In 2001 researchers from the Max Planck Institute made a breakthrough in so-called neuro-electronics by “Interfacing a silicon chip to pairs of snail neurons connected by electrical synapses“. In the meantime we have seen progress in brain gate experiments, in implants to provide relief for a people with Parkinson’s disease, neuro-prosthetics to help memory function in Alzheimer patient, neuro-engineers over at Stanford University are trying to create a silicon version of the human cortex through neuromorphing (transistor-based neurons & neural circuits), the Human Brain Project brings together 13 universities, research institutes and hospital with the aim of building a European research facility that will simulate the human brain and exploit the results etc.

Recently, IBM researchers unveiled “a new generation of experimental computer chips designed to emulate the brain’s abilities for perception, action and cognition.”  The so-called ‘cognitive computing chips’ have been developed within the context of the DARPA funded SyNAPSE project.

“Making sense of real-time input flowing in at a dizzying rate is a Herculean task for today’s computers, but would be natural for a brain-inspired system. Using advanced algorithms and silicon circuitry, cognitive computers learn through experiences, find correlations, create hypotheses, and remember—and learn from—the outcomes.

For example, a cognitive computing system monitoring the world’s water supply could contain a network of sensors and actuators that constantly record and report metrics such as temperature, pressure, wave height, acoustics and ocean tide, and issue tsunami warnings based on its decision making.”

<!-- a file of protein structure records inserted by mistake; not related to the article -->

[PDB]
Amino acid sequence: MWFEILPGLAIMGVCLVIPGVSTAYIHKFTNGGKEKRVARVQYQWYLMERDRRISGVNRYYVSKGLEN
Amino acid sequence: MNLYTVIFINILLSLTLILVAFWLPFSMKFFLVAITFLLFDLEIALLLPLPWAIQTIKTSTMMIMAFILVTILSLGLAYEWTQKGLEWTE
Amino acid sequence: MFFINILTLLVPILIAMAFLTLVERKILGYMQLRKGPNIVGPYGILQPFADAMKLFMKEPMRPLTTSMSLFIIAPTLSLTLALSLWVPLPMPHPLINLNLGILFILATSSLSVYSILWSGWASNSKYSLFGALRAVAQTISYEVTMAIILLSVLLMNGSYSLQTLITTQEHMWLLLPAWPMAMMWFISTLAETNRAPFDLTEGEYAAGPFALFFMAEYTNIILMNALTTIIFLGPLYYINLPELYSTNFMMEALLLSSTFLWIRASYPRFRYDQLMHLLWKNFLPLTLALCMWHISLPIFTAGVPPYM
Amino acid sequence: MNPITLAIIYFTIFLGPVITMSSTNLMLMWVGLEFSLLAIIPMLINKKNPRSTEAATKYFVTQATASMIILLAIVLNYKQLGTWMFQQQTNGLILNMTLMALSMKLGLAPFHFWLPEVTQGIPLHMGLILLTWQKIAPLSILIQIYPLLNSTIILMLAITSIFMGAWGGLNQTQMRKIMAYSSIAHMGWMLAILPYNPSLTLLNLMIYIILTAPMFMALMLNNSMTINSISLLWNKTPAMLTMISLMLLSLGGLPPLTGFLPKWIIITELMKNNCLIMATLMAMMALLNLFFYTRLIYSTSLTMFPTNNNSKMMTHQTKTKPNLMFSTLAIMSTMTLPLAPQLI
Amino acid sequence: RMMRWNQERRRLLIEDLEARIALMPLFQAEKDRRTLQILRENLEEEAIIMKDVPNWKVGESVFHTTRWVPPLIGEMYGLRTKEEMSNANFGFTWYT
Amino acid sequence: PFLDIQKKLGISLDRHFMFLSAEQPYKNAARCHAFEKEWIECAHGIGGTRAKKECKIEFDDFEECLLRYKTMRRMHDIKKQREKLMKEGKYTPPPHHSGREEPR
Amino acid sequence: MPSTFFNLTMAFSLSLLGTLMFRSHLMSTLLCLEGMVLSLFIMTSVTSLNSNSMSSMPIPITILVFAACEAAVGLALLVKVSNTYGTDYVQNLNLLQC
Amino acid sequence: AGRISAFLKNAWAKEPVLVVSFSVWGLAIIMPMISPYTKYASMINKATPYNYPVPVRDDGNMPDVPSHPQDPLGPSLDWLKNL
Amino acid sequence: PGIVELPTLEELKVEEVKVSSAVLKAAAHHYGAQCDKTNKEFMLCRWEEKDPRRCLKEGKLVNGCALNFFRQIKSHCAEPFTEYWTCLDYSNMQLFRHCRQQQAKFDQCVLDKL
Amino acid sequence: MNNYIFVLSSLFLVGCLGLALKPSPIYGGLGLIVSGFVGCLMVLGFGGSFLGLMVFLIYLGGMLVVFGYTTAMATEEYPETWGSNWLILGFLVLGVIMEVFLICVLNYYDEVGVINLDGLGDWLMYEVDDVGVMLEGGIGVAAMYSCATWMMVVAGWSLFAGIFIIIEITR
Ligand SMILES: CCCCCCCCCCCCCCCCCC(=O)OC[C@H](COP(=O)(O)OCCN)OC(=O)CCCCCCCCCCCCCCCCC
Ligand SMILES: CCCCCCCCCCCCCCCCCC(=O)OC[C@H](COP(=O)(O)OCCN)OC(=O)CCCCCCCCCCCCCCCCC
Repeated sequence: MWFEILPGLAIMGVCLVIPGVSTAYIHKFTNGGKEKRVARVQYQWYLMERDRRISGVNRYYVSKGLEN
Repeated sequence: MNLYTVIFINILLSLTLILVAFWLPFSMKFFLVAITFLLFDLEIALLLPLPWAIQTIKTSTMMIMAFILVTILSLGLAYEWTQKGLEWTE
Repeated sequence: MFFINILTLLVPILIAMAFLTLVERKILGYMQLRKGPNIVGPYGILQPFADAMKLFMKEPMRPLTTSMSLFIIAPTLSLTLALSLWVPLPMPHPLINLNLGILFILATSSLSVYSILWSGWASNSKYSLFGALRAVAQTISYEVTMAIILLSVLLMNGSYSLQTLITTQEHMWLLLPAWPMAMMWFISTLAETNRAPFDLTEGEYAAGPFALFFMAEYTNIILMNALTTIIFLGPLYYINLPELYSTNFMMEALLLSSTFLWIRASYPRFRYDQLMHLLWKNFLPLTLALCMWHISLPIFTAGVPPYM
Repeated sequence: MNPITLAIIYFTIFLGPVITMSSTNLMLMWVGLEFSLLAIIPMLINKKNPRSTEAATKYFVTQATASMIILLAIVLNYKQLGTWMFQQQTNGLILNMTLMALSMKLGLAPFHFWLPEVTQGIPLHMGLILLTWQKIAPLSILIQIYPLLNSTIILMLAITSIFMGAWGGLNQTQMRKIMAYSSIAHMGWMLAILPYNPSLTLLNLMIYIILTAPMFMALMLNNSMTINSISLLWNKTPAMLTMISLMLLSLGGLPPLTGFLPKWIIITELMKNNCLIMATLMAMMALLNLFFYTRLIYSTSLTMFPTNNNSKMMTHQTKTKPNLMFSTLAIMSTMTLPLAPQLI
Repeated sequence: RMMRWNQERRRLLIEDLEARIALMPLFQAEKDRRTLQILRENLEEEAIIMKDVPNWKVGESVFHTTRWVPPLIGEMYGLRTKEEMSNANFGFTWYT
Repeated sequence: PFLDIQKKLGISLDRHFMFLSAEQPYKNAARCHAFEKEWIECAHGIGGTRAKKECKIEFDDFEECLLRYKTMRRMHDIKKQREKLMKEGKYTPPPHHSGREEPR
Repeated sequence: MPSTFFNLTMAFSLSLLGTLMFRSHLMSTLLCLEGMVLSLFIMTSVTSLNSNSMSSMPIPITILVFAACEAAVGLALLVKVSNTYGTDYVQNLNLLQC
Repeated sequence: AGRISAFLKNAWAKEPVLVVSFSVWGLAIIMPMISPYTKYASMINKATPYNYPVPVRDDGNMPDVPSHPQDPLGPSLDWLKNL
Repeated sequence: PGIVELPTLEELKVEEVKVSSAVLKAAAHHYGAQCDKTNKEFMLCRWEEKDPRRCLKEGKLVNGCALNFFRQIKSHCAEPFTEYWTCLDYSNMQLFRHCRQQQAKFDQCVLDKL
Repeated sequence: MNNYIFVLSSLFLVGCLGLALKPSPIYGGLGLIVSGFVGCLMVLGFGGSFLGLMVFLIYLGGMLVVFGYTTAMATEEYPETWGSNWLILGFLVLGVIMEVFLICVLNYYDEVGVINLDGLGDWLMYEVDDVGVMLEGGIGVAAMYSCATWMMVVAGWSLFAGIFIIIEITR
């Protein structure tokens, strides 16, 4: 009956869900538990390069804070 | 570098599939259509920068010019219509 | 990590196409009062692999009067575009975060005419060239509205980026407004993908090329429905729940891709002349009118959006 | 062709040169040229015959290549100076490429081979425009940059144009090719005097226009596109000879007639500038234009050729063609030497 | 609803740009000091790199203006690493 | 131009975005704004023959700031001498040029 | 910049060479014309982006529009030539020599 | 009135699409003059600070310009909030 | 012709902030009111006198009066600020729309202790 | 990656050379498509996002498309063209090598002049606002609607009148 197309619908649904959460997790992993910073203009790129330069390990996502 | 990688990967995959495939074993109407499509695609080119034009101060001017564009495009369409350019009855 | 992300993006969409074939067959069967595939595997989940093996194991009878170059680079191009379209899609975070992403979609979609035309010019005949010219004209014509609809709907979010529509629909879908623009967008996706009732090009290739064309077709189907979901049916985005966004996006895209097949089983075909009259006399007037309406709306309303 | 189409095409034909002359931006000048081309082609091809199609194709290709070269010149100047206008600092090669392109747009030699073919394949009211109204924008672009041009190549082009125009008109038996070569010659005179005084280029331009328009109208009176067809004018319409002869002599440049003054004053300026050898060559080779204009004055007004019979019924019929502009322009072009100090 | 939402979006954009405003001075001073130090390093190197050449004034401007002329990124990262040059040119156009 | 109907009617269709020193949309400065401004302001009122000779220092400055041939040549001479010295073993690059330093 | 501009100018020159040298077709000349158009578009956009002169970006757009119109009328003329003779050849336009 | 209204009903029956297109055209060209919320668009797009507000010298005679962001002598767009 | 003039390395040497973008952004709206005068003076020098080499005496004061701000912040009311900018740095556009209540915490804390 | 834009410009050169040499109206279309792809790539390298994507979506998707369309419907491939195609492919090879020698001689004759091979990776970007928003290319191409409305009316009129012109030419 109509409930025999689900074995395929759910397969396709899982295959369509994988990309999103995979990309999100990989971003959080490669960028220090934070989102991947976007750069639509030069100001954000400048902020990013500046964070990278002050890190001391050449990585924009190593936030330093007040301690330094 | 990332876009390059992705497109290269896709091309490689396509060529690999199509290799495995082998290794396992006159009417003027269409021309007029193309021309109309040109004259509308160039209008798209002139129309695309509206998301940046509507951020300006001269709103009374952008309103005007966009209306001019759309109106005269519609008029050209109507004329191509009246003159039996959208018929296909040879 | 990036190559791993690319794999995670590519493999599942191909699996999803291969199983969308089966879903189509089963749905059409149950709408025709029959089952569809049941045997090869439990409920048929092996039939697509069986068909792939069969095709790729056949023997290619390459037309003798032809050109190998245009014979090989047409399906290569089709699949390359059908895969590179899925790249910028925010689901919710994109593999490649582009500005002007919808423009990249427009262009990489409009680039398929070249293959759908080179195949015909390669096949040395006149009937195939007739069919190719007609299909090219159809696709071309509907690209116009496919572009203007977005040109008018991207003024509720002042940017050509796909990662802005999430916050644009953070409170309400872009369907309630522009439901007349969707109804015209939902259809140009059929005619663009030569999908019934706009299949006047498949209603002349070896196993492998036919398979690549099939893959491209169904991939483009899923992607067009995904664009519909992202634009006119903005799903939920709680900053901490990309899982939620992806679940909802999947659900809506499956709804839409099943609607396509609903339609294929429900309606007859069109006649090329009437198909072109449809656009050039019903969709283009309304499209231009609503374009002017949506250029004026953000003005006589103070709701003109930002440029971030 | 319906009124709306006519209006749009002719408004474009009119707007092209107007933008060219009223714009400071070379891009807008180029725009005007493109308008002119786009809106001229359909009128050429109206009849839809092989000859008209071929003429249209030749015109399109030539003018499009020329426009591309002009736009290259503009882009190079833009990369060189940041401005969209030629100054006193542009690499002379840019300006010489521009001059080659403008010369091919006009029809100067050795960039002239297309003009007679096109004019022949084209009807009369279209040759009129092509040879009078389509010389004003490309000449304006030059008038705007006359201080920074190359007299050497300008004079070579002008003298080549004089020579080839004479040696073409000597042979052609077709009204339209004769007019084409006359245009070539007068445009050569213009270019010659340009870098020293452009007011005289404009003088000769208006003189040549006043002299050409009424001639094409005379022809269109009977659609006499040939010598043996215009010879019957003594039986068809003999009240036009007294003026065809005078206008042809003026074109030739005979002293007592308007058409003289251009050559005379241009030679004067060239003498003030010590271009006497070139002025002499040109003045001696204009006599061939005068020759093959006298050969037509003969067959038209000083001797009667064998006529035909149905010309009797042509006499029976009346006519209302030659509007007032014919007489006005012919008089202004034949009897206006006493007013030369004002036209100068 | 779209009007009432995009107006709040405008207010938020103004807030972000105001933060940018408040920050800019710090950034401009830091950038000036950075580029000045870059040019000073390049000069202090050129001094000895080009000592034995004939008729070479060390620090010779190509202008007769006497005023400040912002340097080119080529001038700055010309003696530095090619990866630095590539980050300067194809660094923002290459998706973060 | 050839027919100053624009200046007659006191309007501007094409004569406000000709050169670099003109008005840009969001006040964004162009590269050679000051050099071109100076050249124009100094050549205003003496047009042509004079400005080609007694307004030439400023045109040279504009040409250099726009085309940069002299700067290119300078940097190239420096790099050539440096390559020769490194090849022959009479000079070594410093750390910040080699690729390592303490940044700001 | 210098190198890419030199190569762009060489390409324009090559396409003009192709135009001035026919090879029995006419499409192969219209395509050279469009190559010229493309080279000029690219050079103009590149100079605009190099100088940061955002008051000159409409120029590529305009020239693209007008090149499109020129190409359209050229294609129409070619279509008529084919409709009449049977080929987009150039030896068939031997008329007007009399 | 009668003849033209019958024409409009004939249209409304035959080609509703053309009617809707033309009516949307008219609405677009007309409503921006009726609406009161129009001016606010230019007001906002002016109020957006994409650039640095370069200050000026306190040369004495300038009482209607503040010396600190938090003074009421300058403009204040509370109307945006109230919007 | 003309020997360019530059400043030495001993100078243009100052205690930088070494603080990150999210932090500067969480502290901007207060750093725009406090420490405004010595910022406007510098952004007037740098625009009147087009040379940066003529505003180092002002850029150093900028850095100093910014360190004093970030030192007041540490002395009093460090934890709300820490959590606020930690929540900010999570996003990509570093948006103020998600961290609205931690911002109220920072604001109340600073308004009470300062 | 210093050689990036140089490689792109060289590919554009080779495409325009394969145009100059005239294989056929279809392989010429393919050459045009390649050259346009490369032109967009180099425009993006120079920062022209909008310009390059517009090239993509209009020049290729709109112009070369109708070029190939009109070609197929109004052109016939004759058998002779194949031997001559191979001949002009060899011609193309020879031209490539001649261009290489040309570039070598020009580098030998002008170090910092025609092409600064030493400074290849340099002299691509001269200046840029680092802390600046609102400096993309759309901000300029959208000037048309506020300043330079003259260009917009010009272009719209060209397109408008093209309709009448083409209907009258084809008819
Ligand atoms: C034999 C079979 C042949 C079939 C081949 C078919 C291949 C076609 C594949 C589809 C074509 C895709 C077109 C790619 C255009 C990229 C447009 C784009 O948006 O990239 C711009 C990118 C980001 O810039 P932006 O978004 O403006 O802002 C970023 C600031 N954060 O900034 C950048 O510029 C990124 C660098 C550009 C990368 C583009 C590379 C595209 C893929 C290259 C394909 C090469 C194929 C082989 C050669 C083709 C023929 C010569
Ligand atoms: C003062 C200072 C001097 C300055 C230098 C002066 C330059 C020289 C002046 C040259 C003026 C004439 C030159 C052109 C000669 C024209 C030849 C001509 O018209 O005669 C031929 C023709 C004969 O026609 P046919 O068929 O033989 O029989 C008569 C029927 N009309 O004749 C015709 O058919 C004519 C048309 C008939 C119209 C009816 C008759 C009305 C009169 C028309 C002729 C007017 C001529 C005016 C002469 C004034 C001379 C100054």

See also IBM’s Dharmendra S. Modha’s keynote video on cognitive computing.

In a way – by having a chip learn ‘in situ’ in the brain or any neurological situation for that matter and transfer the learned patterns to another implantable chip – the technology can be said to point towards a wetware version of Douglas Engelbart’s notion of Intelligence Augmentation.

As it is usually the case with such breakthrough developments, people’s imagination runs wild. What if we could transfer ‘tricks’ related to how animals process sensory signals to the human? What if next-generation thieves would start stealing skills by adding something to you rather than taking something away? What if humanitarian emergency situations could benefit from these advances by ‘broadcasting skills’? What if the microchip could become fully bio-based? The past weeks we have seen everything from benevolent neuro-prosthetics to Manchurian Candidate-like scenarios pass the revue. While advanced applications might still be years off, the societal debate around the possible impacts of envisioned uses for these technologies is worth carrying out now.


the quantum parallelograph
Posted by Nik | 1 comment »

Designer and University of Dundee graduate, Patrick Stevenson-Keating became inspired “by the pioneering work of Professor David Deutsch of Oxford University, and the earlier work of Professor Hugh Everett, who argue for infinite copies of ourselves existing within multiple universes”.